Searching over 5,500,000 cases.


searching
Buy This Entire Record For $7.95

Official citation and/or docket number and footnotes (if any) for this case available with purchase.

Learn more about what you receive with purchase of this case.

Vespe v. Kazi

NEW YORK SUPREME COURT, APPELLATE DIVISION, FIRST DEPARTMENT


May 5, 2009

JOHANNA KING VESPE, PLAINTIFF-APPELLANT,
v.
ALI A. KAZI, ET AL., DEFENDANTS, LUIS B. PADILLA, DEFENDANT-RESPONDENT. [AND A THIRD-PARTY ACTION]

Order, Supreme Court, Bronx County (Edgar G. Walker, J.), entered April 2, 2008, which, insofar as appealed from as limited by the briefs, granted defendant Padilla's motion for summary judgment dismissing the complaint as against him, unanimously affirmed, without costs.

Published by New York State Law Reporting Bureau pursuant to Judiciary Law § 431.

This opinion is uncorrected and subject to revision before publication in the Official Reports.

Gonzalez, P.J., Buckley, Catterson, McGuire, Renwick, JJ.

13962/05, 16843/05

Plaintiff was a passenger in the second vehicle in a four-vehicle accident, in which that second vehicle rear-ended defendant Padilla's lead vehicle, which was stopped in the right lane of a bridge due to a mechanical failure.

"[A] rear-end collision with a stopped vehicle establishes a prima facie case of negligence on the part of the operator of the second vehicle" (Johnson v Phillips, 261 AD2d 269, 271 [1999]). Here, Padilla established his prima facie entitlement to judgment as a matter of law, by submitting evidence that he was stopped in the right lane on the bridge, with no other place to go, due to the mechanical failure of his vehicle (see Mankiewicz v Excellent, 25 AD3d 591 [2006]; Macauley v Elrac, Inc., 6 AD3d 584 [2004]).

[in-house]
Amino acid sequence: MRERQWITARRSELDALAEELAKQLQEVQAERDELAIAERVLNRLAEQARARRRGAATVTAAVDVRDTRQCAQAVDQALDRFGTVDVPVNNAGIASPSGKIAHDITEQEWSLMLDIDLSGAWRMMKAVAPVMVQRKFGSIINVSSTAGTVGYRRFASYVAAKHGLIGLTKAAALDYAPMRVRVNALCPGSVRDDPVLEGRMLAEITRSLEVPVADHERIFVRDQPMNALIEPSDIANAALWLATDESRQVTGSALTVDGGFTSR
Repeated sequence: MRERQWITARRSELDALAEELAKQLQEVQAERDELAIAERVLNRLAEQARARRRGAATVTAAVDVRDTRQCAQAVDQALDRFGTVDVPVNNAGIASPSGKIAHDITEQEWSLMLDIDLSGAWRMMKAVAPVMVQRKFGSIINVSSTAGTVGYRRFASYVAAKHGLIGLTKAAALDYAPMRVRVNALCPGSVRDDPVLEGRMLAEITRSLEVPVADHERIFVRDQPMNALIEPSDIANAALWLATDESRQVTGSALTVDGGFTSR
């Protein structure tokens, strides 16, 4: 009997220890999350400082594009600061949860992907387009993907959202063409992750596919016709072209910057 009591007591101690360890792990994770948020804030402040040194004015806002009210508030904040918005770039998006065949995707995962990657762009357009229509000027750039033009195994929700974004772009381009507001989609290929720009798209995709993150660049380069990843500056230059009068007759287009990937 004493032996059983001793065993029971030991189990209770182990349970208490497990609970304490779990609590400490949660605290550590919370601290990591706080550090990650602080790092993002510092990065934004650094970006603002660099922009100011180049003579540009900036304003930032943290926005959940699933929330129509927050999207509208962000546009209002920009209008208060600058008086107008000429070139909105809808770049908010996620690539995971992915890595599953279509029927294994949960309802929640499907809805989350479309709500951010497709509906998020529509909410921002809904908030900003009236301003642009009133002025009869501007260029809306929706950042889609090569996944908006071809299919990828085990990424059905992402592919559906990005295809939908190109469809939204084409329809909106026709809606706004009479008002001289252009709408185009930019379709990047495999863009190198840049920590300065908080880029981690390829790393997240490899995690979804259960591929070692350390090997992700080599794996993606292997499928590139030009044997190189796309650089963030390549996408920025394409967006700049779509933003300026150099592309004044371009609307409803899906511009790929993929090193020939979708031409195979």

In opposition, plaintiff failed to raise a triable issue of fact; she and co-defendant Kazi (driver of vehicle two) both testified that prior to the accident they observed Padilla's vehicle stopped on the bridge in the right lane approximately 50 feet ahead of them. While plaintiff claims that there is an issue of fact as to whether Padilla had his hazard lights on, such fact is irrelevant in light of the testimony of Kazi and plaintiff that they saw Padilla's vehicle stopped before the accident. Thus, any failure to use hazard lights was not the proximate cause of the accident (see Barile v Lazzarini, 222 AD2d 635 [1995]).

We have considered plaintiff's remaining contentions and find them unavailing.

THIS CONSTITUTES THE DECISION AND ORDER OF THE SUPREME COURT, APPELLATE DIVISION, FIRST DEPARTMENT.

20090505

© 1992-2009 VersusLaw Inc.



Buy This Entire Record For $7.95

Official citation and/or docket number and footnotes (if any) for this case available with purchase.

Learn more about what you receive with purchase of this case.